Generous Grant From Bob Woodruff Foundation Brings Treatment Services to Veterans Impacted by Hurricane Harvey and COVID-19

The Council is excited to announce that we have received a generous contribution from the Bob Woodruff Foundation to provide recovery coaching, intensive case management, and clinical therapy to veterans and their families who are impacted by substance use and co-occurring mental health conditions. The grant is made possible by a partnership between the Bob Woodruff Foundation and the Qatar Harvey Fund to support veterans affected by Hurricane Harvey.

Veterans

Through this grant, The Council will support at least 50 veterans and their families who were originally impacted by Hurricane Harvey and currently struggling with substance use and co-occurring mental health conditions in relation to the COVID-19 pandemic. Veterans and their families are disproportionately impacted by substance use and mental health disorders, and the current trauma only magnifies these problems and far exceeds many people’s ability to cope.

The Council is well-positioned to respond to these individuals, having hosted the 2019 Veterans Mental Health Summit, and participating on the City of Houston’s Mayor’s Challenge Committee to reduce suicide among veterans in our community. As always, this project will include treatment not only for veterans, but also their families.

For more information or to send a referral, please contact our Outreach Coordinator and Veteran Liaison at dsunday@councilonrecovery.org or at 281-200-9242.

The Connection Between Trauma & Addiction, with John O’Neill

Lori invites John O’Neill of The Menninger Clinic to discuss the connection between trauma, PTSD, and substance abuse. With the whirlwind of shocking events occurring in the world, from COVID-19, to the economic collapse, to the repeated acts of police brutality and ensuing protests, we’re already seeing an increase in trauma cases across our community. Lori and John explain why that is, and how we can help those experiencing trauma.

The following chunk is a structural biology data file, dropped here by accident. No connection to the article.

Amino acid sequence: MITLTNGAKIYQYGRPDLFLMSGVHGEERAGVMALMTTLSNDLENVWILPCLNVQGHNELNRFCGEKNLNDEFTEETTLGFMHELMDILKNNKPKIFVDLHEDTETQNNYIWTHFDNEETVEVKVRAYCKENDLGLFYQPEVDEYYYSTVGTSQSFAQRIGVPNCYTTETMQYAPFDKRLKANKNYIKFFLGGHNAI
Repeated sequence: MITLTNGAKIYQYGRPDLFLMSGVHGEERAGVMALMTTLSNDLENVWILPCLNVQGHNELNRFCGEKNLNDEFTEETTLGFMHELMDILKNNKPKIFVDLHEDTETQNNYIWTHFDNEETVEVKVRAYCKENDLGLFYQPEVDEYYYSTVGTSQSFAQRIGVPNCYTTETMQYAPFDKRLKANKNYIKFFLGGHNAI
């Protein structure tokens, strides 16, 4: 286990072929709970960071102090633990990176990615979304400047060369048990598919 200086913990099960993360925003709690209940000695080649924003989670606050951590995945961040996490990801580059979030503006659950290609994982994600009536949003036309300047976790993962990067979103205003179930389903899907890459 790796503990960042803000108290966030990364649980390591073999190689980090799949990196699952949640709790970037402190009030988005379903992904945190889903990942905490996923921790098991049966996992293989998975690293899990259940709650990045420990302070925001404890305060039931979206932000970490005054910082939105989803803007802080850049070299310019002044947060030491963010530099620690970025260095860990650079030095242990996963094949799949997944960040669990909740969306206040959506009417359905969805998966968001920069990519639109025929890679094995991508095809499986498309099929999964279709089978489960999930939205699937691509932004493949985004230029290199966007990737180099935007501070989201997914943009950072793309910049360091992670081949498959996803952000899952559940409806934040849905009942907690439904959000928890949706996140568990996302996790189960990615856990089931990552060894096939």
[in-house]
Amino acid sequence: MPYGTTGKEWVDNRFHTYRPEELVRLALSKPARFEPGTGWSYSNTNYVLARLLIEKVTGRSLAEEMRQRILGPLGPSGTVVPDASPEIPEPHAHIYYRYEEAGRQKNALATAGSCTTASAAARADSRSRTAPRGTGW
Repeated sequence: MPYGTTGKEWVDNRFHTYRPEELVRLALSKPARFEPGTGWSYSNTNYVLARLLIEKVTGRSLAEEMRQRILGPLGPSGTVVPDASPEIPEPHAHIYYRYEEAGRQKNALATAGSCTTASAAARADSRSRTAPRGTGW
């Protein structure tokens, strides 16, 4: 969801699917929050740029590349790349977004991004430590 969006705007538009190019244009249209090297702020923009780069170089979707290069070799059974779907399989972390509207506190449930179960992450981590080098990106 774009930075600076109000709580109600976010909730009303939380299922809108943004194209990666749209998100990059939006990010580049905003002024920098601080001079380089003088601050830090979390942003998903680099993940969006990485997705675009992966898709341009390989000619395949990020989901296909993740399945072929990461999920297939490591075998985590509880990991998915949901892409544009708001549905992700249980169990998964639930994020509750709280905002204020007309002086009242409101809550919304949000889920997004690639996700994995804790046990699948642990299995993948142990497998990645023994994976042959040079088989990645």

What Do Expanded Telehealth Services Mean for the Mental Healthcare Industry Beyond COVID-19?

To limit the spread of COVID-19, The Council on Recovery has joined numerous behavioral health organizations across the world in adopting telehealth into our services, which means we treat people remotely for addiction and co-occurring mental health disorders. While telehealth has its drawbacks, expanded telehealth services across the globe is a significant step forward for mental healthcare, during the pandemic and beyond.

Here’s the problem – one in five adults in the United States live with a mental illness, but only half of them seek treatment. On top of this dismaying statistic is another reality – trauma and isolation from the global Coronavirus pandemic will undoubtedly trigger a mental health crisis in the United States. Unlike hurricanes and wildfires, which are localized, the virus brings devastation to all communities, and intensifies the need for mental health services in our country where million people are estimated to live in regions without direct access to mental health professionals.

Telehealth

Here’s another problem – despite major strides toward a better understanding and awareness of the importance of mental health, having any sort of mental illness, from anxiety to substance use disorder, is still highly stigmatized around the world and across cultures. People living with a mental illness may experience prejudice and discrimination, especially if they live in communities which downplay the importance of mental health.

The mental healthcare system going virtual breaks down barriers for many of those who need it.

Right now, telehealth is bringing needed services to individuals while still allowing them to stay inside and distance from people. Beyond, it means essential treatment is now accessible for people who aren’t mobile due to financial or health reasons, or those 111 million people who live in areas that lack mental health services.